On Tuesday, October 25th, the U.S. Institute of Peace, in collaboration with USAID, the Institute for Inclusive Security, and Vital Voices will host a discussion with Ambassador Swanee Hunt and USAID Deputy Administrator Donald Steinberg on the best ways to ensure a direct role for women in peace-building efforts worldwide. In addition, film producer Abigail Disney and film director Pamela Hogan will present their PBS documentary film, I Came to Testify, that describes how a group of 16 women from Bosnia, victims of the war’s systematic rapes, broke through political and societal silence by stepping onto the witness stand at an international tribunal.
We asked Abigail Disney to answer a few questions about why it’s critical for women to play a vital role in peace building around the world.
What is the goal of the Women, War & Peace series? What do you hope audiences take away from watching it?
We hope audiences will gain a nuanced, expansive understanding of women’s capacity to influence change and decision-making on the local, national, and global level. Moreover, we strive to show audiences what it means to be a peacebuilder. The women we follow are the embodiment of the idea that peace is a process, not an event—a verb, not a noun. The Indian diplomat Vijaya Lakshmi Pandit—the first woman President of the UN General Assembly—said that “the more we sweat in peace, the less we bleed in war.” It’s our aim to show those who are sweating for peace. And it’s our goal to illustrate the ways in which women are already doing—and are poised to continue doing—this crucial work.
The Administration is working on a National Action Plan that outlines U.S. support for women as key enablers of peace and stability in countries affected by conflict. What would you like to see detailed there?
In order for the National Action Plan to be successful, it must mandate genuine consultation with women at the local level. We’ve learned in making Women, War & Peace that local women, not just elite women inhabiting capital cities, have access to crucial resources to rebuild their countries. There’s vulnerability in any action plan that excludes them.
Further, the plan must also take care not to emphasize the protection of women over their participation. We must keep women safe from violence but we cannot cast women primarily as victims in need of service, rather than as active agents with a vital capacity to shape peace. Forging channels for consultation with women may be uncomfortable—requiring us to venture into rural areas, to stay longer without the comforts of home, to speak in new languages. But this deepened commitment will pay off in an intimate understanding of local resources. Ultimately, it will allow the U.S. to support those citizens who are best positioned to avert and resolve their own conflicts.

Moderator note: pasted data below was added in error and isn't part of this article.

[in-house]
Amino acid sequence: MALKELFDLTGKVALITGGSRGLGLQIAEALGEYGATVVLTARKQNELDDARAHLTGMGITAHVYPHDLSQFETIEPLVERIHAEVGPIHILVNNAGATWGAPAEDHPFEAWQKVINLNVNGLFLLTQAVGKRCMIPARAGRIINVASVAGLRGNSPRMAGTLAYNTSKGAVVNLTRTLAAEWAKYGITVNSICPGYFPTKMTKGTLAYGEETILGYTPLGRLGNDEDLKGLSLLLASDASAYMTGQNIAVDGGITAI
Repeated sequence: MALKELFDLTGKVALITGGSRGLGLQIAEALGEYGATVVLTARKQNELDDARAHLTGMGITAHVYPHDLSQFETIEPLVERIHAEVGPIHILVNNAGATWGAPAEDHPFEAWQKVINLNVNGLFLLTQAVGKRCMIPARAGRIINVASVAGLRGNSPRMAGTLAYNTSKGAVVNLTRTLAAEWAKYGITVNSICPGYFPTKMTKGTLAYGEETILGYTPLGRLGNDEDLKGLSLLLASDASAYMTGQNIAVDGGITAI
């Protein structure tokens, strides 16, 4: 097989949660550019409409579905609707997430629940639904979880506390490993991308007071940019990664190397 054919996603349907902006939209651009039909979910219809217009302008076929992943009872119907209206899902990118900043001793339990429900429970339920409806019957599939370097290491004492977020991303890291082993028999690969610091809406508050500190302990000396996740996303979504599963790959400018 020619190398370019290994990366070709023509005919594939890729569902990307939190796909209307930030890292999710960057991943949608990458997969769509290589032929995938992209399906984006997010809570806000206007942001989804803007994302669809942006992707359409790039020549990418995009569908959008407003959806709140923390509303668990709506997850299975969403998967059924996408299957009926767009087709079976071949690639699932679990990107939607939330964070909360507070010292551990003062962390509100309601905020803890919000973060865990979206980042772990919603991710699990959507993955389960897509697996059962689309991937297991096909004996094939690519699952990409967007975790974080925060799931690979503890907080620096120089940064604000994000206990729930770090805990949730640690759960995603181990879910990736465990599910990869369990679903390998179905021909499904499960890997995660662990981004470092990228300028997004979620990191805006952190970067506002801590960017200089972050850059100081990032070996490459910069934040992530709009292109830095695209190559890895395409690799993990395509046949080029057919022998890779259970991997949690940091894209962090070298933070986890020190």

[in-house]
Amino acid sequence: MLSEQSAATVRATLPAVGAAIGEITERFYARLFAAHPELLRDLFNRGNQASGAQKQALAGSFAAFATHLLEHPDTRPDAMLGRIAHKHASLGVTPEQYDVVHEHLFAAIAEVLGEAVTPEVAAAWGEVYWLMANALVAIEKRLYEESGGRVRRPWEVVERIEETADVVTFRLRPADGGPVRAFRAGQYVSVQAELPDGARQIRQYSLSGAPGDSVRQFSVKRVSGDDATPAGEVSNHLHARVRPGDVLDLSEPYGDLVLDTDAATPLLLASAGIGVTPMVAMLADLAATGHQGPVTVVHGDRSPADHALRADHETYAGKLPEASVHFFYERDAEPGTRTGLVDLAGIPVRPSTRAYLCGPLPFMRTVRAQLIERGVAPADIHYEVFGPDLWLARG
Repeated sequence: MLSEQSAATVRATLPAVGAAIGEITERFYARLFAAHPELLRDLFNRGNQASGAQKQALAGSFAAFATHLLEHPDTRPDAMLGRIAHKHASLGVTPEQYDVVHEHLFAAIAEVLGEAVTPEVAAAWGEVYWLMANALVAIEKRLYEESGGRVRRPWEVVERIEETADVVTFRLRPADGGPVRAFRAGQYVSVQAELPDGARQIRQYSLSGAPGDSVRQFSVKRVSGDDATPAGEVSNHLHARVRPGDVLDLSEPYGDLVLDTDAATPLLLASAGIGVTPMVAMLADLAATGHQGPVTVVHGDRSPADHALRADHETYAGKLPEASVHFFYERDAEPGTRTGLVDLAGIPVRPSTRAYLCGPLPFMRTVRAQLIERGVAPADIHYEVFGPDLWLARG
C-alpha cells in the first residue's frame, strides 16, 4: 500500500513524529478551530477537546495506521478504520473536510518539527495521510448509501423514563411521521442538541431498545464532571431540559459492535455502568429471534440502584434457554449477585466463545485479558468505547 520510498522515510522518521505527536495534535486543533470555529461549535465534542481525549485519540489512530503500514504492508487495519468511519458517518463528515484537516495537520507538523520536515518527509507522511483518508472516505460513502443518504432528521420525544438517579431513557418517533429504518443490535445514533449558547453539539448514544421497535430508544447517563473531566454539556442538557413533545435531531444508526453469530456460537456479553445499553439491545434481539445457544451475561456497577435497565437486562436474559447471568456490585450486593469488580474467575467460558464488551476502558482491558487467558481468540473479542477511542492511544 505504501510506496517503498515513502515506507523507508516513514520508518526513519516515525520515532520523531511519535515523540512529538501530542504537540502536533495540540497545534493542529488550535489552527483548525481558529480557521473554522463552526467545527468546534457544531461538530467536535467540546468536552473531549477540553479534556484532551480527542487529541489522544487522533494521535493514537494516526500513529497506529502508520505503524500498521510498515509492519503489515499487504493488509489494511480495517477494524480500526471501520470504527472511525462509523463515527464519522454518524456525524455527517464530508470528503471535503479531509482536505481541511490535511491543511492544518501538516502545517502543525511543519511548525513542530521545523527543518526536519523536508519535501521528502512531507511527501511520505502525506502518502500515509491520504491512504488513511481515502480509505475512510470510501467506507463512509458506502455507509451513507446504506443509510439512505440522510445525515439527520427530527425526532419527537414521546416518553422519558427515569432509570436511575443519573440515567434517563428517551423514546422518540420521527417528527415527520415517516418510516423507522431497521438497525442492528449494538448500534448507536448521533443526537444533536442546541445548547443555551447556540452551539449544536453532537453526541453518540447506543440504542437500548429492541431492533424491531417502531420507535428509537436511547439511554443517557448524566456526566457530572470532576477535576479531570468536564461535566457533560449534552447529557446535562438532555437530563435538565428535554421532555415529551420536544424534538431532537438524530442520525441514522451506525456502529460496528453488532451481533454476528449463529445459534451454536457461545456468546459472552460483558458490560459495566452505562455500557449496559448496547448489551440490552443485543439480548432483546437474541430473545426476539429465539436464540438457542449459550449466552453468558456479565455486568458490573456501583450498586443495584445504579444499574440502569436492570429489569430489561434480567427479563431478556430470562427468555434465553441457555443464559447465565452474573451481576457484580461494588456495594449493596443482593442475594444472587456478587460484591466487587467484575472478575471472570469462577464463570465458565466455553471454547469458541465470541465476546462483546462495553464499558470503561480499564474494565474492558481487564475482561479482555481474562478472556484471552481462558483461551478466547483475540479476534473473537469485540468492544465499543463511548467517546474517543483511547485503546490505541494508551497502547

If you had an unlimited budget at your disposal to address women, peace, and security, how would you direct it for the most impact?
I would invest in the creation and support of a consultancy of local women leaders from across classes, ethnicities, and geographies to inform U.S. activities in countries not only where conflict is present, but also where conflict has yet to break out. I’d invest in increased communication among thousands of citizens on a local level, rather than among a few citizens on a national level. I’d invest in durable relationships with conflict zones long after the guns stop firing: investment to support education, health care, and civic participation over decades. I’d focus on human resources rather than financial ones, investing in millions of people rather than in one silver bullet. Most of all, I’d prioritize the U.S.’s ability to be flexible, responsive, and adaptable to—and open to critique from—those we serve.
For more information regarding the event, please visit here.
ABIGAIL E. DISNEY is a filmmaker and philanthropist. Her longtime passion for women’s issues and peacebuilding culminated in her first film, the acclaimed PRAY THE DEVIL BACK TO HELL, about the Liberian women who peacefully ended their country’s fourteen-year civil war. She is currently Executive Producer of the groundbreaking PBS mini-series WOMEN, WAR & PEACE, the most comprehensive global media initiative ever mounted on the role of women in peace and conflict.